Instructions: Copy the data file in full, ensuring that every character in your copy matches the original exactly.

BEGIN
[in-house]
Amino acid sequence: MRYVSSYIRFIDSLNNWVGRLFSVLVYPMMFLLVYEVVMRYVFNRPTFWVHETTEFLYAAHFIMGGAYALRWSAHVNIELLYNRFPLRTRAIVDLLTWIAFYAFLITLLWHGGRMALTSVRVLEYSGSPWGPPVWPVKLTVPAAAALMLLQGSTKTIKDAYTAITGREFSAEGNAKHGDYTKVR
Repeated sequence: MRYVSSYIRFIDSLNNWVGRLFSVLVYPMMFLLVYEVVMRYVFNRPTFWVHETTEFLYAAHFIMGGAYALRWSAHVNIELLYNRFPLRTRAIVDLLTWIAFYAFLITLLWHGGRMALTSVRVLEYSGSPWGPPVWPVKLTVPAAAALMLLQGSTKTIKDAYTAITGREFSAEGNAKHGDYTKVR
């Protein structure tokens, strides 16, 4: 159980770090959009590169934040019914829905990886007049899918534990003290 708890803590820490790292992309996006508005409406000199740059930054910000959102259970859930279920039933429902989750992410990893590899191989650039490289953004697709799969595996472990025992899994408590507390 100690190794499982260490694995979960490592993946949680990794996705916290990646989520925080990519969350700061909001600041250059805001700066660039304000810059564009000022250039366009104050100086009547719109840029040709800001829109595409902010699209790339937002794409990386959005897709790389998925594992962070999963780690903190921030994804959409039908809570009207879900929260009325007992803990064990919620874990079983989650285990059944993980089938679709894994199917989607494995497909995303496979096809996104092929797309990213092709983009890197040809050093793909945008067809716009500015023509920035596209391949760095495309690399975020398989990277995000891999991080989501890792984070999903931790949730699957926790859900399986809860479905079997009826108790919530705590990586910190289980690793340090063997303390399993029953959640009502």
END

[in-house]
Amino acid sequence: MRYVSSYIRFIDSLNNWVGRLFSVLVYPMMFLLVYEVVMRYVFNRPTFWVHETTEFLYAAHFIMGGAYALRWSAHVNIELLYNRFPLRTRAIVDLLTWIAFYAFLITLLWHGGRMALTSVRVLEYSGSPWGPPVWPVKLTVPAAAALMLLQGSTKTIKDAYTAITGREFSAEGNAKHGDYTKVR
Repeated sequence: MRYVSSYIRFIDSLNNWVGRLFSVLVYPMMFLLVYEVVMRYVFNRPTFWVHETTEFLYAAHFIMGGAYALRWSAHVNIELLYNRFPLRTRAIVDLLTWIAFYAFLITLLWHGGRMALTSVRVLEYSGSPWGPPVWPVKLTVPAAAALMLLQGSTKTIKDAYTAITGREFSAEGNAKHGDYTKVR
């Protein structure tokens, strides 16, 4: 159980770090959009590169934040019914829905990886007049899918534990003290 708890803590820490790292992309996006508005409406000199740059930054910000959102259970859930279920039933429902989750992410990893590899191989650039490289953004697709799969595996472990025992899994408590507390 100690190794499982260490694995979960490592993946949680990794996705916290990646989520925080990519969350700061909001600041250059805001700066660039304000810059564009000022250039366009104050100086009547719109840029040709800001829109595409902010699209790339937002794409990386959005897709790389998925594992962070999963780690903190921030994804959409039908809570009207879900929260009325007992803990064990919620874990079983989650285990059944993980089938679709894994199917989607494995497909995303496979096809996104092929797309990213092709983009890197040809050093793909945008067809716009500015023509920035596209391949760095495309690399975020398989990277995000891999991080989501890792984070999903931790949730699957926790859900399986809860479905079997009826108790919530705590990586910190289980690793340090063997303390399993029953959640009502």